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Saturday, September 17, 2016
Personal Reflections ... Photo ...

It hasn’t been a very good season for my outdoor mini-garden. Once again, the landlord had no objections to my cultivating a few square yards of land along side of the backyard parking lot; and so back in March, I once again invested in a few bags of fertilizer and black soil, got out the shovel and hoe, and prepared a seed bed. I also prepared 7 or 8 clay pots for growing herbs (basil, sage, oregano, parsley and mint). By late April, I had a variety of flower seeds planted, including my usual morning glories and moonflowers and recently adopted nasturtiums. I’ve had mixed success getting sunflowers started, but I was ready to give it another go, having bought 3 or 4 different varieties of seed. And I wanted to try something new and supposedly easy to grow, so I added 4 O’Clocks to the routine this year.

Well, the morning glories eventually took hold, although it took several tries (I would start the seeds indoors and then transplant the seedlings into the backyard). The moonflowers seemed to take pretty well, and the nasturtiums got going right away. But as to sunflowers, I just couldn’t make them work. I tried planting new seeds every few weeks from April thru early June, but it was always the same; the seedlings would poke thru and seem to thrive, then after a few weeks would wither and die. It just wasn’t a good year for sunflowers (or for any of the others either; the morning glories only got budding late in August, whereas in previous years you might see a first blossom by the 3rd week of July).

The same pattern that doomed the sunflowers seemed to also hold for the 4 O’Clocks. At first they would break thru and grow smartly, looked like a sure bet. But after a month or so, when they were a few inches tall, the “Clocks” started to wane and eventually all died off. All except for one. Somehow one seedling had found the right mix of water and soil and eventually made it into flower, right around Labor Day. Well, better late than never!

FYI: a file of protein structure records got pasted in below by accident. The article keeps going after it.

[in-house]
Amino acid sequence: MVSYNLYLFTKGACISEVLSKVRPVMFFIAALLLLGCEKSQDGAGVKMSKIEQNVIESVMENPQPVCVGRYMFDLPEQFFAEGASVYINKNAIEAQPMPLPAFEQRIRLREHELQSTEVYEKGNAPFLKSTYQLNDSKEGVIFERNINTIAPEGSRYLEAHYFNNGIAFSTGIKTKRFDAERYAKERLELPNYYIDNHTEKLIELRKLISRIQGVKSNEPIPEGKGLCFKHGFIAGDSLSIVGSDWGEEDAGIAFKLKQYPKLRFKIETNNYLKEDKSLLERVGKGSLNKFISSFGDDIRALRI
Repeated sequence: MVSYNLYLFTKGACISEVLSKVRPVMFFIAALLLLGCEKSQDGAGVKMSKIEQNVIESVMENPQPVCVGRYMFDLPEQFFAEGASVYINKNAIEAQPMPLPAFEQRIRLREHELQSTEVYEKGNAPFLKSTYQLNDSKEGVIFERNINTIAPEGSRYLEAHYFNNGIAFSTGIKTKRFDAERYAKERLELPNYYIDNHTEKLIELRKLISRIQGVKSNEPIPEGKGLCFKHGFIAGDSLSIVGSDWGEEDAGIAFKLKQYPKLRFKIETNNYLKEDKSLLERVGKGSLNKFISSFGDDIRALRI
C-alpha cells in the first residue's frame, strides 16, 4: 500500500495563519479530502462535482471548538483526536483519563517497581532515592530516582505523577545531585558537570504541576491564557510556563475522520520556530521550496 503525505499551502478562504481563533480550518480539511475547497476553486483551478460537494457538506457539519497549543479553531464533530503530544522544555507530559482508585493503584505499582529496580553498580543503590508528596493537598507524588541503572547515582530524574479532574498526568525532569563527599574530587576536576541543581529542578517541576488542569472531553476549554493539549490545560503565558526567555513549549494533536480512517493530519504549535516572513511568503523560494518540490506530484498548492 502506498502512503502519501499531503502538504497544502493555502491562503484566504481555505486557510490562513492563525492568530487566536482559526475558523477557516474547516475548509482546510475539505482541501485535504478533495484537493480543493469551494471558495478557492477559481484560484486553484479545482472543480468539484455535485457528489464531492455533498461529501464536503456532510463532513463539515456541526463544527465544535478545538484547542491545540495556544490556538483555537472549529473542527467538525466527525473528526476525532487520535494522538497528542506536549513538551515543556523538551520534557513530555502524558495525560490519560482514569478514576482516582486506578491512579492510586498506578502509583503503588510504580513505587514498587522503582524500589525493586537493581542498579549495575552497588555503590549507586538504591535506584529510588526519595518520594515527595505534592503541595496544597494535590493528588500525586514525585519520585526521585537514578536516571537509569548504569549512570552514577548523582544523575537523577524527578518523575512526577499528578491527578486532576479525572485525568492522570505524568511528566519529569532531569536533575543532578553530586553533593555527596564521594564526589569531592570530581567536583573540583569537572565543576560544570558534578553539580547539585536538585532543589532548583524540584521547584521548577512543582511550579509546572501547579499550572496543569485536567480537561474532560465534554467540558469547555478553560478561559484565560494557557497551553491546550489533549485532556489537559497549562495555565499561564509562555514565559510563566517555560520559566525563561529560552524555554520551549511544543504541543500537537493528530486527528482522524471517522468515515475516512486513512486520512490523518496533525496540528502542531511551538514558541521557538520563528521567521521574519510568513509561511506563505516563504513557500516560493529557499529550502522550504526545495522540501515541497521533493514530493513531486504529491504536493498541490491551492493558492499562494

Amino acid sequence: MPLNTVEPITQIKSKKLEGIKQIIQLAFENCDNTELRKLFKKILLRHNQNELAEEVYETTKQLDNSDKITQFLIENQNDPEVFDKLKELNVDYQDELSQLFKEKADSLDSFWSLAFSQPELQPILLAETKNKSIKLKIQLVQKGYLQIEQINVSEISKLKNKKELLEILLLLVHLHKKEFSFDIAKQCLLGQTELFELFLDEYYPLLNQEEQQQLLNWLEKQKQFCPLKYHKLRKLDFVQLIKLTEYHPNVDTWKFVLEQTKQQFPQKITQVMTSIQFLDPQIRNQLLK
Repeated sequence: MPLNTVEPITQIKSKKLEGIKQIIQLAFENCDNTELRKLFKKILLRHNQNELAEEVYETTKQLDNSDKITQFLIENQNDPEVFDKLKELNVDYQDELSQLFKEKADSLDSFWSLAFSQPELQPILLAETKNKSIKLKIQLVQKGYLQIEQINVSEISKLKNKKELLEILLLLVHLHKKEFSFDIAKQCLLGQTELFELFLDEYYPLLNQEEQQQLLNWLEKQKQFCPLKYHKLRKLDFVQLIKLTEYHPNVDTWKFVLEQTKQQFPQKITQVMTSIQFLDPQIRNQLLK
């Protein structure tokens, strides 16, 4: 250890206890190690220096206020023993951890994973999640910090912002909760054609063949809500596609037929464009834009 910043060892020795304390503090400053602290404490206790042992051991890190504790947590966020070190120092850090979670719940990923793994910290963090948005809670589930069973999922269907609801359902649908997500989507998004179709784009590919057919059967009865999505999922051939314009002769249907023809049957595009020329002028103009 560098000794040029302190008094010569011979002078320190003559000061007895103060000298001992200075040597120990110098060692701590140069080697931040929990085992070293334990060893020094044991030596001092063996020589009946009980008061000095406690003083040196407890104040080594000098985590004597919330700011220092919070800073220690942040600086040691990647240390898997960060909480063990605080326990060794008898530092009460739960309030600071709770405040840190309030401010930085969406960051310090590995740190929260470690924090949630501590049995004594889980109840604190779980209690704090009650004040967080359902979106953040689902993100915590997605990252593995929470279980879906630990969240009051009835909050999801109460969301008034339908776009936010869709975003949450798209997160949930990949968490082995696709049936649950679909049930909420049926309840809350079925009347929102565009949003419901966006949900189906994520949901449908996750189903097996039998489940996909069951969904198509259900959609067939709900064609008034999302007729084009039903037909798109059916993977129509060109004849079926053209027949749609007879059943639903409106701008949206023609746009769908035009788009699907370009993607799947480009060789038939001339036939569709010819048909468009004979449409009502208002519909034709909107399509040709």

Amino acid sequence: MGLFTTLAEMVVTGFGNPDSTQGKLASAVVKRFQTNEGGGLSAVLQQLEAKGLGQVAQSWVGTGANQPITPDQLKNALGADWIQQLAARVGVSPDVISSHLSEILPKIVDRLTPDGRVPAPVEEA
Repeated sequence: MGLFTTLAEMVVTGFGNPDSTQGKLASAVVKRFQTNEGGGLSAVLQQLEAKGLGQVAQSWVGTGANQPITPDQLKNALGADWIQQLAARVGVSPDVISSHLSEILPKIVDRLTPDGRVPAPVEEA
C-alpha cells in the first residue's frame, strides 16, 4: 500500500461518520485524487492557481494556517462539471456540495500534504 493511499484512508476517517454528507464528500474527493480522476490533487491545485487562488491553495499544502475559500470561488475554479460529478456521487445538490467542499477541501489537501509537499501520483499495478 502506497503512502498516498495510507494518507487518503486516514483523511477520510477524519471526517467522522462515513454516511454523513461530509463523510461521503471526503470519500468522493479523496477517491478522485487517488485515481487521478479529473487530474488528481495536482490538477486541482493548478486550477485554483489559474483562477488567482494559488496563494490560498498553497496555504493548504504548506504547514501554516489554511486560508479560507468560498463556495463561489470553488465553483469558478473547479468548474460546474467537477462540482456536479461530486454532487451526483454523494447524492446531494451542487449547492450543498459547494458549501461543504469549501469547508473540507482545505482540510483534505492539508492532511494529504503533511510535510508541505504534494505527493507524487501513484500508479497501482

There was one strange thing, though. This 4 O’Clock plant produced a wreath of lovely red flowers; but its timing was way off! Four O’Clocks are supposed to be late afternoon bloomers; but with my one plant, the late summer sun would set and the floral pipets would remain closed and shriveled. However, by 9 PM, they would blossom forth into a wonderful nocturnal bouquet. Just after dawn they would shrivel up once again. It seems almost as if the plant were aware that just a few feet away were several moonflower vines, putting on a fairly similar show, with wonderful softball-sized white flowers.

Oh well, it wasn’t a great season; the rains and sun and warmth arrived, but not in the right amounts at the right times. Nature was just a bit off this past summer, after a wacky winter (it was generally warmer than usual due to the strong El Nino pattern in the Pacific, but there was a 20-inch blizzard in late January, followed by a short but severe sub-zero cold snap in mid-February). But aside from the sunflowers, just about everything else eventually had its day in the sun. Or in the case of the moonflowers and tardy 4-o-clocks, its night beneath the stars.

◊   posted by Jim G @ 3:29 pm      

  1. Jim, What a beautiful plant! Actually, it’s the ONLY beautiful plant I’ve see all this year. Something really went right with these red Four O’clocks.

    Here not much has bloomed this year; a real barren year as far as the plants are concerned. My peonies bloomed beautifully­­ for about 2 days and then got flattened and destroyed by a bad rain storm. Not even my Cone Flowers came up, and they almost always bloom no matter what. Seems something ate them, maybe deer; but I think the deer must have been hard up as they usually prefer tulips, which were not to be seen this year at all. (Bad sentence. Sorry.)

    And you are right: Some years ago I had Four O’clocks all over the place, even the next year when I planted the seeds from the first year. This year not one thing planted came up. I don’t think the plants knew whether to go back to sleep and keep hibernating or whether to bloom with the crazy weather. If they started to bloom on a nice, warm day, they got frozen over night when it turned cold.

    So, it’s a beautiful thing to see, your Four O’clocks blooming so abundantly. MCS

    Comment by Mary S. — September 18, 2016 @ 6:02 pm

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